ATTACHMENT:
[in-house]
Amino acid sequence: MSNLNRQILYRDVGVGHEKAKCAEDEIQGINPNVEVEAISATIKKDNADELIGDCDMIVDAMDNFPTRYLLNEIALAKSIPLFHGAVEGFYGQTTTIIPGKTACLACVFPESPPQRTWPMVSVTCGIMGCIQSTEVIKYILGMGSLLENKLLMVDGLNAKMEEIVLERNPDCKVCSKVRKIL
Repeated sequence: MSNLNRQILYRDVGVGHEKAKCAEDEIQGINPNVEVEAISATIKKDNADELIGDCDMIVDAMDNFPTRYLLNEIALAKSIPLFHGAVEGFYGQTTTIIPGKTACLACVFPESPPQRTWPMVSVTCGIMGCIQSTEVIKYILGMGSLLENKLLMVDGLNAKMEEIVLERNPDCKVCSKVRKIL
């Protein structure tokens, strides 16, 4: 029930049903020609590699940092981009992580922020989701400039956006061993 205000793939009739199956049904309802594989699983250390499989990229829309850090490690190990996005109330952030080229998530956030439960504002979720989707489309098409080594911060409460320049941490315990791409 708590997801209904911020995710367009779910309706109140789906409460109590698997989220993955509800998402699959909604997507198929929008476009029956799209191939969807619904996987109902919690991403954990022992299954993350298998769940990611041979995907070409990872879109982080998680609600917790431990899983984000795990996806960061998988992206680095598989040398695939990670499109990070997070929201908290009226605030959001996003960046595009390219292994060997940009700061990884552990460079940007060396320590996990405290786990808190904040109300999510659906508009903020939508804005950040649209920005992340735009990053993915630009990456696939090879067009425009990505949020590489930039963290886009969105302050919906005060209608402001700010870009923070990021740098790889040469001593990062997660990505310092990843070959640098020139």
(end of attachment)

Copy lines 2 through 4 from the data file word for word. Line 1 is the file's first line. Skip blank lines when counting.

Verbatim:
Amino acid sequence: MSNLNRQILYRDVGVGHEKAKCAEDEIQGINPNVEVEAISATIKKDNADELIGDCDMIVDAMDNFPTRYLLNEIALAKSIPLFHGAVEGFYGQTTTIIPGKTACLACVFPESPPQRTWPMVSVTCGIMGCIQSTEVIKYILGMGSLLENKLLMVDGLNAKMEEIVLERNPDCKVCSKVRKIL
Repeated sequence: MSNLNRQILYRDVGVGHEKAKCAEDEIQGINPNVEVEAISATIKKDNADELIGDCDMIVDAMDNFPTRYLLNEIALAKSIPLFHGAVEGFYGQTTTIIPGKTACLACVFPESPPQRTWPMVSVTCGIMGCIQSTEVIKYILGMGSLLENKLLMVDGLNAKMEEIVLERNPDCKVCSKVRKIL
């Protein structure tokens, strides 16, 4: 029930049903020609590699940092981009992580922020989701400039956006061993 205000793939009739199956049904309802594989699983250390499989990229829309850090490690190990996005109330952030080229998530956030439960504002979720989707489309098409080594911060409460320049941490315990791409 708590997801209904911020995710367009779910309706109140789906409460109590698997989220993955509800998402699959909604997507198929929008476009029956799209191939969807619904996987109902919690991403954990022992299954993350298998769940990611041979995907070409990872879109982080998680609600917790431990899983984000795990996806960061998988992206680095598989040398695939990670499109990070997070929201908290009226605030959001996003960046595009390219292994060997940009700061990884552990460079940007060396320590996990405290786990808190904040109300999510659906508009903020939508804005950040649209920005992340735009990053993915630009990456696939090879067009425009990505949020590489930039963290886009969105302050919906005060209608402001700010870009923070990021740098790889040469001593990062997660990505310092990843070959640098020139």